This document outlined some of the problems we ran into while building the Follow the Oil Money contribution network mapping application. It was written in November 2007, partially as a proposal, so many things changed in the real version. Also, most of the links are dead, as they pointed to an internal server. More info here.
An Interactive Web Application for viewing Oil Industry Contribution Network Data
Report to Oil Change International by Skye Bender-deMoll and Greg Michalec
Skye Bender-deMoll and Daniel A. McFarland (2006) The Art and Science of Dynamic Network Visualization Journal of Social Structure. Volume 7, Number 2.
ABSTRACT: Abstract: If graph drawing is to become a methodological tool instead of an illustrative art, many concerns need to be overcome. We discuss the problems of social network visualization, and particularly, problems of dynamic network visualization. We consider issues that arise from the aggregation of continuous-time relational data (“streaming” interactions) into a series of networks. We describe our experience developing SoNIA (Social Network Image Animator, http://sonia.stanford.edu) as a prototype platform for testing and comparing layouts and techniques, and as a tool for browsing attribute-rich network data and for animating network dynamics over time. We also discuss strengths and weakness of existing layout algorithms and suggest ways to adapt them to sequential layout tasks. As such, we propose a framework for visualizing social networks and their dynamics, and we present a tool that enables debate and reflection on the quality of visualizations used in empirical research.
Moody, McFarland, Bender-deMoll (2005) “Dynamic Network Visualization“ American Journal of Sociology, volume 110 , pages 1206–1241
Increased interest in longitudinal social networks and the recognition that visualization fosters theoretical insight create a need for dynamic network visualizations, or network “movies.” This article confronts theoretical questions surrounding the temporal representations of social networks and technical questions about how best to link network change to changes in the graphical representation. The authors divide network movies into (1) static flip books, where node position remains constant but edges cumulate over time, and (2) dynamic movies, where nodes move as a function of changes in relations. Flip books are particularly useful in contexts where relations are sparse. For more connected networks, movies are often more appropriate. Three empirical examples demonstrate the advantages of different movie styles. A new software program for creating network movies is discussed in the appendix.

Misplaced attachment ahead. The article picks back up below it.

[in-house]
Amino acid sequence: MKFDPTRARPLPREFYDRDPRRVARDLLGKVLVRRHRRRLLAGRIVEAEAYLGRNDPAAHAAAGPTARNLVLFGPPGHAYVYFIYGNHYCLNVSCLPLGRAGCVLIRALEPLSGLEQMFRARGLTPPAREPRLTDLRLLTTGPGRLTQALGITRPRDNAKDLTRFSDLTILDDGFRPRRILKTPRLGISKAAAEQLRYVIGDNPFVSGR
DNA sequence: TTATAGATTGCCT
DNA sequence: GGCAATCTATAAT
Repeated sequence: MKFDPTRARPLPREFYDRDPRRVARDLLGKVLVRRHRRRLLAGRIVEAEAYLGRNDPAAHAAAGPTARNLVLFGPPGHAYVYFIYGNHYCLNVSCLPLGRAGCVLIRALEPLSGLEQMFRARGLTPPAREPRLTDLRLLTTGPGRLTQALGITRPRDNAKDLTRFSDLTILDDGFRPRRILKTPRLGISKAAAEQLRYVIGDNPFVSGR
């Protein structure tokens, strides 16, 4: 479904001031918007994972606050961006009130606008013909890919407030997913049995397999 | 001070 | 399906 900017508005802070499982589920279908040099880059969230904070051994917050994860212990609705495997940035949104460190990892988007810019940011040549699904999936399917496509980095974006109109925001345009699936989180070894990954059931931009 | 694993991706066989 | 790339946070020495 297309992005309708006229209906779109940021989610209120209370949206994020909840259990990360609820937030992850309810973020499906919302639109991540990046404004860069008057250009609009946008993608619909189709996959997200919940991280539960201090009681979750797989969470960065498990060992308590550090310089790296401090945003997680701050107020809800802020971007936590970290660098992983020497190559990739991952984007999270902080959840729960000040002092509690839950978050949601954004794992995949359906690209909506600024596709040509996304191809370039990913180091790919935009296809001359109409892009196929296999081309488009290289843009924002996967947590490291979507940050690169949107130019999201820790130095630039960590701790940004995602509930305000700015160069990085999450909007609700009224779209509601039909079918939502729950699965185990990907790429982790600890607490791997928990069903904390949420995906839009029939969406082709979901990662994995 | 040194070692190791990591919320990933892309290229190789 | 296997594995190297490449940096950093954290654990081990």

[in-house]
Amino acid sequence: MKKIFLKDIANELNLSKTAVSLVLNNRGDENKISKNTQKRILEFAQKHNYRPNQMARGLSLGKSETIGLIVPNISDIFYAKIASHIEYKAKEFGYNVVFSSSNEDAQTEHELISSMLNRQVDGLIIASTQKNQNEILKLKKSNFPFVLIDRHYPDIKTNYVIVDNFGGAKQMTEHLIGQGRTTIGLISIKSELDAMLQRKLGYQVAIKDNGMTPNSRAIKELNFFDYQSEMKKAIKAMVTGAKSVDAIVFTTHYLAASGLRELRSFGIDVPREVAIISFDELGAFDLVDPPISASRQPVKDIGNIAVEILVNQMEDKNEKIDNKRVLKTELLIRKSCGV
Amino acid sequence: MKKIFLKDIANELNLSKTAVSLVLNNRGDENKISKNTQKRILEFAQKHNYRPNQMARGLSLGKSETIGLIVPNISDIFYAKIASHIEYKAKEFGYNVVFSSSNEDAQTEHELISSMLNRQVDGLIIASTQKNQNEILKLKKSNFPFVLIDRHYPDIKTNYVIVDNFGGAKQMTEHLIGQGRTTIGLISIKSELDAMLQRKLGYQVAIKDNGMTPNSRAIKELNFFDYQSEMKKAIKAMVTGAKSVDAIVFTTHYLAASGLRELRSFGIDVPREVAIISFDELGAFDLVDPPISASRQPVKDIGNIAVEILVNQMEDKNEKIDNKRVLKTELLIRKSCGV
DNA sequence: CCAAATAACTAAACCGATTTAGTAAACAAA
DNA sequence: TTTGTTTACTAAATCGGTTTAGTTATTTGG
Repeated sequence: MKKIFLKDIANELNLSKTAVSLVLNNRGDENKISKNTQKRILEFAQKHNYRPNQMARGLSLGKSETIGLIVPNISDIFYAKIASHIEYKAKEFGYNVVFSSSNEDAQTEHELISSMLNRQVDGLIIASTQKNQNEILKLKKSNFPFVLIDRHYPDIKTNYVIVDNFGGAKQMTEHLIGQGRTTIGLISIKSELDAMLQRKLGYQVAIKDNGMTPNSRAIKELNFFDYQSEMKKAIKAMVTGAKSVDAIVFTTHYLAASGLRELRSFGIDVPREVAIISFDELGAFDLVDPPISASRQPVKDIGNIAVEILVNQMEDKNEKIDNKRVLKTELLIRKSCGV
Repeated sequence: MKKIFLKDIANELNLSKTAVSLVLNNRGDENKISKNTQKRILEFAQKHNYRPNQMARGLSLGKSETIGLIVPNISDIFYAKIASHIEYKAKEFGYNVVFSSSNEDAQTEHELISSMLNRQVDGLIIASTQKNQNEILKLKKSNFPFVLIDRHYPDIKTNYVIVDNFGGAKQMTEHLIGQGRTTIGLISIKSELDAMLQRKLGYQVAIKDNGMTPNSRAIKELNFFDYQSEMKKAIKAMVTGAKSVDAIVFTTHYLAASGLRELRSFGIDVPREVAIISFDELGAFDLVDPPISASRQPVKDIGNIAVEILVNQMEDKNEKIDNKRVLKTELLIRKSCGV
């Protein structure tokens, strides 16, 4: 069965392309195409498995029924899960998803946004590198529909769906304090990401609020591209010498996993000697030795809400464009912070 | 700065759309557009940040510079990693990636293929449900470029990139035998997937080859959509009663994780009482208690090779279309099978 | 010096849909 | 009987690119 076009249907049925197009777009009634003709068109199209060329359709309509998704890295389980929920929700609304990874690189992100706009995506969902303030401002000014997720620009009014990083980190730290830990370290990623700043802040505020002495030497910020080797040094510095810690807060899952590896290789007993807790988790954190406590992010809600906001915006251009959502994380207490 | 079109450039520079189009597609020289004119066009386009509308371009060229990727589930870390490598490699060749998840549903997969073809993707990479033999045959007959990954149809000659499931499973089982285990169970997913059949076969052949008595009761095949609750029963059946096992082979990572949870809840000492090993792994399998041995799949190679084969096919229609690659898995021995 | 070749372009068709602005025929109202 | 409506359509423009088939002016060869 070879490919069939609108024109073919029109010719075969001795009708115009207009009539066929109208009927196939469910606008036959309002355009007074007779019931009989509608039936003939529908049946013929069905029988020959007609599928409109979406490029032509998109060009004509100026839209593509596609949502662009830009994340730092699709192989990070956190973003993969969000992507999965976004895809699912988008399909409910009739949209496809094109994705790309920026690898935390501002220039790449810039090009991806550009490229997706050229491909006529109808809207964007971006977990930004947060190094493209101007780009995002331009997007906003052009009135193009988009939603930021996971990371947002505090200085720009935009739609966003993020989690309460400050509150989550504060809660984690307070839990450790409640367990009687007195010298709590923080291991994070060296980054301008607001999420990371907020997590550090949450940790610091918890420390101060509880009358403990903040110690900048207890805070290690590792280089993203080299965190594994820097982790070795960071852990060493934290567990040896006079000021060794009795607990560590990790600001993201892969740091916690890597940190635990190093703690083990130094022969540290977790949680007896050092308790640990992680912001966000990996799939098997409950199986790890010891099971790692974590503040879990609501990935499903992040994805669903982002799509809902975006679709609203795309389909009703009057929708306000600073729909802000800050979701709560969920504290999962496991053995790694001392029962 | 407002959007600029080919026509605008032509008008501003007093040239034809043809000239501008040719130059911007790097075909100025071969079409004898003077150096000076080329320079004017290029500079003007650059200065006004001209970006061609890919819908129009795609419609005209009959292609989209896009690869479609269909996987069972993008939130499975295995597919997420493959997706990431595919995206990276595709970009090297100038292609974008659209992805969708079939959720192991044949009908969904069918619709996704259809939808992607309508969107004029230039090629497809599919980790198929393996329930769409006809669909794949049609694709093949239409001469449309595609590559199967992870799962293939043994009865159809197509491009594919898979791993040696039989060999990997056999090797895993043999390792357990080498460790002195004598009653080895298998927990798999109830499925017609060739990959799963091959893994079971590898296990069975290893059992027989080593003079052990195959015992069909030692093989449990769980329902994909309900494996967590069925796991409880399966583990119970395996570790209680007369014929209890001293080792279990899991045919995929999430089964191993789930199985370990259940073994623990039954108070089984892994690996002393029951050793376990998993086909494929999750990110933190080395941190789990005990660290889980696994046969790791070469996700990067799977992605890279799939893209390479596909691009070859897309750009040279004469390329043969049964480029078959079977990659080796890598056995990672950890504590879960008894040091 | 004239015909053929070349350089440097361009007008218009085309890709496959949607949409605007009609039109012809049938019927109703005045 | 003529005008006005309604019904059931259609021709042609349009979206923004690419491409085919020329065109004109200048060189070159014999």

Note: This is an HTML adaptation of the version of the thesis from 2001. Some of the ideas are a bit out of date. The original is avalible as a PDF (137 pages, 9.8mb).
Information transmission in social groups:
communication, networks, and interaction
Skye Bender de-Moll
A Thesis submitted to the Faculty of Bennington College, Bennington, Vermont, in partial fulfillment of the requirements for the degree of Bachelor of Arts.
Questions and comments are welcome.
I argue that for information transmission to occur there must be communicative contact between individuals. The patterns of contact then provide a set of outer limits for the extent of information spread. But an examination of a formalized communication process shows that the degree of information or knowledge transmitted may be related to the degree to which the communicants share similar bases of meanings and interpretive schemata. An individual’s cultural properties can be described as a set of schemata, frames, heuristics, historical meanings, and behaviors. Acts of communication among individuals lead to increasing similarity along these cultural dimensions, which may change the likelihood of future interactions, and the effectiveness of existing communicative relations. These longer time scale modifications of social structure often feed back into the process, causing systems to behave in a complex and possibly counter-intuitive manner. Ideally, the analysis of the formal properties and behaviors of such systems might shed some light on some of the observed trends and biases in human communication and the processes involved in the formation of social groups. Analyses of a study of self-report name recognition and communication networks among the incoming class at Bennington College are presented, and some implications discussed.
Continue reading Skye’s Bennington Thesis